Oberlin Footpath

There’s a footpath

A secluded shortcut between trees

that students take

when going from one direction

to converge with another.

Each time I tread on its dirt,

I listen for the beyond,

past the sound of leaves unlucky

to fall before my arrival,

But it is so quiet

How is it this quiet?

Perhaps I’m not listening hard enough

for the voices that often go unheard

I get peace from this walk but I never pause

to think of who gave it to me,

Who was here

when the grass still grew

and the earth wasn’t flattened

for their convenience;

The pioneers of this pathway

that did the work so my feet glide easy.

I know not of the hard toil and labor

that comes with trudging the same path again and again

Footsteps relentless for validation

in classes they were unwanted,

But I get to love.

They walked with strength and heads held high

wore the ground into compliance

til nature heard them coming

And knew not to grow there.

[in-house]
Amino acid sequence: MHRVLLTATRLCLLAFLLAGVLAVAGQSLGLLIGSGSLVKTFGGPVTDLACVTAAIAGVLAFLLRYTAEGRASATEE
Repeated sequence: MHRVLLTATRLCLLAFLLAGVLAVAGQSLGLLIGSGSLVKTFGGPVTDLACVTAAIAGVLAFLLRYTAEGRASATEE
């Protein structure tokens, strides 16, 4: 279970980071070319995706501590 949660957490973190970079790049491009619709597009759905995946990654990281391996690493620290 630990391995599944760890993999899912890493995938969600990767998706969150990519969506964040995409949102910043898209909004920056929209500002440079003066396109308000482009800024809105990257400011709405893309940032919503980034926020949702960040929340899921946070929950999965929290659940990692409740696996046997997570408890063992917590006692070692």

Jada-Leigh McGregor is a fourth-year Creative Writing and Law and Society double major with an English minor. She primarily writes short stories and flash fiction. In writing this poem, Jada-Leigh wanted to pay homage to all of the Black students who attended Oberlin before her, with high esteem to those who studied here at the start of Black admittance at this institution. The titular footpath in this poem is the dirt walkway next to Barnard House leading up to the Science Center. She chose this path because of how calming it is to walk on as the leaves above cast shifting shadows on the ground. With all the work Oberlin has yet to do to make its campus fully inclusive for its marginalized students, Jada-Leigh is hopeful that it can be done because of the people who achieved monumental change here in the past.